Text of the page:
The length of wetted channel through the SPRNCA correlates with the volume of flow at the USGS Charleston stream gauge on the day of each wet/dry survey, validating a strong relationship between these approaches. However, the two monitoring methods tell different, but complimentary stories. Stream gauges provide an understanding of hourly changes throughout the year at a fixed point on the stream, while wet/dry mapping helps us grasp landscape-scale changes throughout the entire river on a fixed date.

Additional information on how wet/dry data have been analyzed can be found in a published paper by TNC scientists Dale Turner and Holly Richter, Wet/Dry mapping: using citizen scientists to monitor the extent of perennial surface flow in dryland regions.

Wet/dry mapping on other rivers

The wet/dry mapping approach has been applied in other stream systems around Arizona, including Agua Fria River (Arizona NEMO), and Cienega Creek (conducted by TNC, BLM, and Pima County), and tributaries of the San Pedro River such as the Babocomari River, Ramsey, Miller, Hot Springs, and Redfield Canyons, and Los Fresnos in Mexico.

Wet/dry mapping conducted since 2006 along Cienega Creek has revealed locations of previously-unmapped perennial flow. While locals knew better, official state maps did not recognize a major portion of Upper Cienega Creek, and two flowing reaches of its tributary, Empire Creek, as perennial. These locations were subsequently omitted from mapping efforts such as Arizona Game and Fish Department's statewide inventory of riparian vegetation in the mid-1990's. Further downstream where the creek has been tracked since 1984, once-reliable reaches now go dry in some years.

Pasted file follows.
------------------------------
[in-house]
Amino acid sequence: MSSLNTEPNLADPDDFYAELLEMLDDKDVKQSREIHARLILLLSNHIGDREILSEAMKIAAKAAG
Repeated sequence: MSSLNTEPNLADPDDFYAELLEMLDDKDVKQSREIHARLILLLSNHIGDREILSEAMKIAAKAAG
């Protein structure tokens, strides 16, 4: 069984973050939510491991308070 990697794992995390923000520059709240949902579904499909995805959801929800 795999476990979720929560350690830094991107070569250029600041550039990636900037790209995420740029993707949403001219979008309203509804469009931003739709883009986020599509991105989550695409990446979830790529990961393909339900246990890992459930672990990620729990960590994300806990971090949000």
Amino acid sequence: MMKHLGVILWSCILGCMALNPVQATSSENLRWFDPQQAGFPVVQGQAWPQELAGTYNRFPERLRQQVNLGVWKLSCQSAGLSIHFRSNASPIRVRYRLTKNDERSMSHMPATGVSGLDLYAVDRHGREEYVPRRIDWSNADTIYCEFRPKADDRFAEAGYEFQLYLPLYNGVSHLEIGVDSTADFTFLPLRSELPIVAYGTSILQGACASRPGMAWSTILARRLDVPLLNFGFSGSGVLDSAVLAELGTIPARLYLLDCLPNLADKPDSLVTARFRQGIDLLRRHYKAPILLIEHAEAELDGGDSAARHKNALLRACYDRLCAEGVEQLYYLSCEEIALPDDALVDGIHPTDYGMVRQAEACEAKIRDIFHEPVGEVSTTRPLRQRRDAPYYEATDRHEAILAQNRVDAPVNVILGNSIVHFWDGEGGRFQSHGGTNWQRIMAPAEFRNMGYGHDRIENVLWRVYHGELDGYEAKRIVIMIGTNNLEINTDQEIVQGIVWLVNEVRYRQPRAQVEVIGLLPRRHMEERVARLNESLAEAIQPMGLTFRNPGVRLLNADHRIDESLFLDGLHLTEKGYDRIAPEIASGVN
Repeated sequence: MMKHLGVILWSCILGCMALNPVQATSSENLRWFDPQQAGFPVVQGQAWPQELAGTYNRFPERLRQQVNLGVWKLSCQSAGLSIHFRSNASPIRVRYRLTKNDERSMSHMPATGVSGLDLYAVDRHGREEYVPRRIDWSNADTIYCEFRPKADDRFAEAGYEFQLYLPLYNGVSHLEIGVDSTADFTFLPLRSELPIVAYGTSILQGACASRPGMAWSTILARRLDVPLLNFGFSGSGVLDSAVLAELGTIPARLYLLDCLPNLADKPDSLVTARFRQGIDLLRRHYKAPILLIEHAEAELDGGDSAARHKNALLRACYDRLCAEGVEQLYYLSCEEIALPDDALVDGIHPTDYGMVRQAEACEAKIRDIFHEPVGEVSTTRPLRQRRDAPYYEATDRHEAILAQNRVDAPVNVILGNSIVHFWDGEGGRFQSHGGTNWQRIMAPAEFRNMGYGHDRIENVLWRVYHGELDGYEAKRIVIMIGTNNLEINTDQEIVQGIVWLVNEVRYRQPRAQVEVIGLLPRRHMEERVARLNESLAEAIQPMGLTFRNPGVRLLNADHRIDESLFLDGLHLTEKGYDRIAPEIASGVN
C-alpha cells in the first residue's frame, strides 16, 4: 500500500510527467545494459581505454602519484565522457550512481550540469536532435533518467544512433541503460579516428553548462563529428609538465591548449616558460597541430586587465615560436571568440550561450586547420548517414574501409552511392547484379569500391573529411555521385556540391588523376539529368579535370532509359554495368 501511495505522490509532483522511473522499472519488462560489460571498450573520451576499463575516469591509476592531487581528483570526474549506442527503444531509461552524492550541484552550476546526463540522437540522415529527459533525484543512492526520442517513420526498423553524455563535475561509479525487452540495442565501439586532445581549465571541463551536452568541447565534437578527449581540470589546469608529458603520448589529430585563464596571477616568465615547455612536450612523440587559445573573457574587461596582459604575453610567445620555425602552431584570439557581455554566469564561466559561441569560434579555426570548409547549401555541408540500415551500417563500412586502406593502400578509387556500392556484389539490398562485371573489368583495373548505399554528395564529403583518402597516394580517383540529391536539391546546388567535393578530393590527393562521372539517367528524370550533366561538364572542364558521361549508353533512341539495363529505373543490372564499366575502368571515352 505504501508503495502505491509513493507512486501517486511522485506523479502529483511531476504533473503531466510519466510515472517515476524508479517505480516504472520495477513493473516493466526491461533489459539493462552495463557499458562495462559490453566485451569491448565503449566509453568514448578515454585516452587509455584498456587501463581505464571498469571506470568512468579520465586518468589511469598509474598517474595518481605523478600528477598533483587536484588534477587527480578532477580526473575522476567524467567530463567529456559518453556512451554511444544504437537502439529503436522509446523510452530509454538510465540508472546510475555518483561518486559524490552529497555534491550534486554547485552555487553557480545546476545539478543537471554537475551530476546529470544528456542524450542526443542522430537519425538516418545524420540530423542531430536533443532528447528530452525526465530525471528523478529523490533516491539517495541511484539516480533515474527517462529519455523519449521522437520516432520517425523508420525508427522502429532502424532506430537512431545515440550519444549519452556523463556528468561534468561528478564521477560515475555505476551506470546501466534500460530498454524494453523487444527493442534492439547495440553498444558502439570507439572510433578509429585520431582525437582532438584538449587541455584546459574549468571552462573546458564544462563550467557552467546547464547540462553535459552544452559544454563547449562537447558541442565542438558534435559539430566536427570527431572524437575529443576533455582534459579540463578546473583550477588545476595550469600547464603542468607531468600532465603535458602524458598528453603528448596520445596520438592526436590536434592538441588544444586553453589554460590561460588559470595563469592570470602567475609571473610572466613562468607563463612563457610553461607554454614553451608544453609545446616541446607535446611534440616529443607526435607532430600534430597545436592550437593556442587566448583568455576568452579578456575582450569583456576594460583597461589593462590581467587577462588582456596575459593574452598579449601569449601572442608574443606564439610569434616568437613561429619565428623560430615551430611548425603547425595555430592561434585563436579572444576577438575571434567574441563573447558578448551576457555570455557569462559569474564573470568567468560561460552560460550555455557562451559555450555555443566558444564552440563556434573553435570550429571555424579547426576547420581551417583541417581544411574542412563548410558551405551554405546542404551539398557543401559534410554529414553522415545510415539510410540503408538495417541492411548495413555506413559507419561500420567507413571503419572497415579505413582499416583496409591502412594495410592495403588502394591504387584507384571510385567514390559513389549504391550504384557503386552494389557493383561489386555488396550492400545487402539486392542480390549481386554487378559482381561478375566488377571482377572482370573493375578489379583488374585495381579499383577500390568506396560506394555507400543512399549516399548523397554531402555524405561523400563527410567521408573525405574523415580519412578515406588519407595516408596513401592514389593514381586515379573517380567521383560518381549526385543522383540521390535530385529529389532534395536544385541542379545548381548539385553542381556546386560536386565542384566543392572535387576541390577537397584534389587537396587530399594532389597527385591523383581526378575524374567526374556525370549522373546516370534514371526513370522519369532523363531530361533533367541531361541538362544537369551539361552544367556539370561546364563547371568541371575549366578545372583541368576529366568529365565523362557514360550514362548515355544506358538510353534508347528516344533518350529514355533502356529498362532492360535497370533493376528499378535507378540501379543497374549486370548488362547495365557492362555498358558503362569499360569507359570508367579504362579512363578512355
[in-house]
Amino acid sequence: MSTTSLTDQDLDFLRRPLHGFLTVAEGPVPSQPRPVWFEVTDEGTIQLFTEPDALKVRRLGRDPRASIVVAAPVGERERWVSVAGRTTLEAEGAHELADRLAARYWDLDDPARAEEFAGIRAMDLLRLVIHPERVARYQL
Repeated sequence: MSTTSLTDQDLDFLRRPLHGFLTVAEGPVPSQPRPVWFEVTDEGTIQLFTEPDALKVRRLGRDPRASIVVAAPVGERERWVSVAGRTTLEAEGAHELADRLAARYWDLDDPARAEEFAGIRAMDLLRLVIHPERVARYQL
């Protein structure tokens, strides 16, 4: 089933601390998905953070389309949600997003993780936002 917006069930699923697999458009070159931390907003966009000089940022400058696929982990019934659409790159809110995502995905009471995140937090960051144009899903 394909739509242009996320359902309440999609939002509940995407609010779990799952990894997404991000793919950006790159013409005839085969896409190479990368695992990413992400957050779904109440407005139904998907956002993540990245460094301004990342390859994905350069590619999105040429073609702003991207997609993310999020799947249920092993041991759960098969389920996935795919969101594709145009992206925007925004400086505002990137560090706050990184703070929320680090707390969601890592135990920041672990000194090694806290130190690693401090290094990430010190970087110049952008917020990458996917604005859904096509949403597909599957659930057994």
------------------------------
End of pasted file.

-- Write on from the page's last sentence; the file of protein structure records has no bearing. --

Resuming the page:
Cienega Creek wet/dry data from 2006-2010.

The value of citizen science

Wet/dry mapping turns a walk through the cottonwood forest into meaningful science. Participants in the past have included ranchers, realtors, regulatory agencies, environmentalists, City Councilmen, children, and reporters. It gives interested citizens a chance to learn more about their rivers and get their feet wet in the ecosystem. Along the way, mapping volunteers have encountered species such as coatimundi, mountain lion, leopard frogs, bear, Gila monsters, bobcats, gray hawks, and longfin dace.

Animals seen while wet/dry mapping include great blue heron, leopard frog, and bobcat.
Photo credits (L-R): Tom Kumpf, TNC, Paul Berquist

Mapping methods

Wet/dry mapping is simple. Using hand-held GPS units, people record the start- and end-points of every wet portion along a stream or river. Using GIS software, these points are translated to lines on a map for display and analysis. To learn more, download detailed instructions and sample data forms for conducting wet/dry mapping.